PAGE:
What is Calorimetry: Definition and 122 Discussions

Calorimetry is the science or act of measuring changes in state variables of a body for the purpose of deriving the heat transfer associated with changes of its state due, for example, to chemical reactions, physical changes, or phase transitions under specified constraints. Calorimetry is performed with a calorimeter. The word calorimetry is derived from the Latin word calor, meaning heat and the Greek word μέτρον (metron), meaning measure. Scottish physician and scientist Joseph Black, who was the first to recognize the distinction between heat and temperature, is said to be the founder of the science of calorimetry.Indirect calorimetry calculates heat that living organisms produce by measuring either their production of carbon dioxide and nitrogen waste (frequently ammonia in aquatic organisms, or urea in terrestrial ones), or from their consumption of oxygen.
Lavoisier noted in 1780 that heat production can be predicted from oxygen consumption this way, using multiple regression. The dynamic energy budget theory explains why this procedure is correct. Heat generated by living organisms may also be measured by direct calorimetry, in which the entire organism is placed inside the calorimeter for the measurement.
A widely used modern instrument is the differential scanning calorimeter, a device which allows thermal data to be obtained on small amounts of material. It involves heating the sample at a controlled rate and recording the heat flow either into or from the specimen.

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  1. C

    A The fractional energy loss of charged particle per radiation length

    The figure usually has a caption that goes like this: "Fractional energy loss per radiation length as a function of electron or positron energy in lead," but I do not fathom is at (1/E)dE/dx =1, it seems like the particle is losing all of its energy at ~7MeV by ionisation. Therefore, I would not...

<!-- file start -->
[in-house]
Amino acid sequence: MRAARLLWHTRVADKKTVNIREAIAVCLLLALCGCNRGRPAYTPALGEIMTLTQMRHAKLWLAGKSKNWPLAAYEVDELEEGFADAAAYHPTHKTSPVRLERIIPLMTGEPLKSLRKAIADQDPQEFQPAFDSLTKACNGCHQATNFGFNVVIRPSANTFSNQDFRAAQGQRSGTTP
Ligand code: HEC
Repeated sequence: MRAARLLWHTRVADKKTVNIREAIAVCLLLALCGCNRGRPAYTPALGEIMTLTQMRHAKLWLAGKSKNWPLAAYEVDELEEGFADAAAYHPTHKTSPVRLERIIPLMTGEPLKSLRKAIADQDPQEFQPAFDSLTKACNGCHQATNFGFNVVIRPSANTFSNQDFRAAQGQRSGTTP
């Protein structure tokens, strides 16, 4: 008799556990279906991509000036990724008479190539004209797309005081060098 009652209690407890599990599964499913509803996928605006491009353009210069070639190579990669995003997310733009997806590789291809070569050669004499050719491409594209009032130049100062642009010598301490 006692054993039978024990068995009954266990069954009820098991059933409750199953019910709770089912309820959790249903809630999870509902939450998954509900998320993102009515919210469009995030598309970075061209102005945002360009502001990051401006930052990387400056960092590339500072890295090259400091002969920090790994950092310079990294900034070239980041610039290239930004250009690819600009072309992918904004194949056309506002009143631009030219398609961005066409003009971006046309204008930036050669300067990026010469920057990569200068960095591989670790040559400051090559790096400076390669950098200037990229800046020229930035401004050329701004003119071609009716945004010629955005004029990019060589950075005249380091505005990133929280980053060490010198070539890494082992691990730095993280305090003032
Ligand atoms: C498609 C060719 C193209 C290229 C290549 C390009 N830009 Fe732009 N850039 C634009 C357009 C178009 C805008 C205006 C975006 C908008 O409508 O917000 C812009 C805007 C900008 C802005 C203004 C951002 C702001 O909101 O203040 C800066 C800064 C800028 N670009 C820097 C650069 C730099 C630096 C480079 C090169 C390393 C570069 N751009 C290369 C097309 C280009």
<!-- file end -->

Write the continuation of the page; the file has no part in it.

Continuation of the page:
2. DT21

    Calorimetric Theory Discrepancy

    When solving "coffee cup calorimeter" problems, you're supposed to include the solute mass with the mass of your solution. However, you're also supposed to assume that dilute solutions have the same density and heat capacity as water. So if I add 5g of NaOH to 500g of water, the solution...
  3. C

    Chemistry Assumptions made when doing calorimetry / errors that occur

    I just know that one assumption is that the specific heat capacity of water (as the surrounding) stays the same (or the change in its heat capacity is negligible). Please Help me with the rest.
  4. J

    Calorimetry - finding the final temperature of a system of ice and water

    So all of the ice melts and I am guessing it then warms some so Q=mL+mc(change in T) for the water that cools down Q=mc(change in T) Q_cold = -Q_hot so -mc(Tf - Ti) = mL+mc(Tf - Ti) My issue is that I have 2 unknowns. I don't know the specific heat capacity of water and I don't know the...
  5. il postino

    Chemistry Equilibrium temperature of a water and ice system

    Equal masses of ice at –10ºC and water at 80ºC are placed in an insulated container and allowed to reach thermal equilibrium. Calculate the equilibrium temperature Data: Water(ice): 37,65 J/mol.K Agua (l): 75,29 J/mol.K ## Lf = 6011 J/mol ## I solved it this way: ## -Q_{l} = Q_{ice} ## ##...
  6. W

    Calorimetry Lab Analysis (predict specific heat of unknown metal)

    Problem Statement: so we did an experiment. basically the teacher gave us each a cube of unknown metal and we had to figure out what it was using the specific heat. we put the metal in boiling water until it was 212C and then we put it in room temp water and we measured how much it heated the...
  7. J

    Meaning of ##\Delta T## in the context of calorimetry

    My question : My understanding is that ##\Delta T = T_f - T_i## In the case of the calorimeter and water this is consistent with the solution. Yet for the sphere ##\Delta T = T_i - T_f##?
  8. Akash47

    A wet cloth has been hung out to dry....

    Homework Statement Wet clothing at 0°C is hung out to dry when the air temperature is 0°C and there is a dry wind blowing. After some time, it is found that some of the water has evaporated and the remainder has frozen. Estimate the fraction of the water originally present in the clothing which...
  9. frequentPeriod

    Calorimetry hot shower Problem

    Homework Statement My youngest son likes a hot shower, and wants to stay in the shower as long as possible. We do not have an on-demand water heater. He is a small boy, so he doesn't need that much water. The incoming water supply is at 45 deg F and our water heater is rated at 45,000 BTU/hour...
  10. Quentin_alex

    Differential scanning calorimetry of nylon 6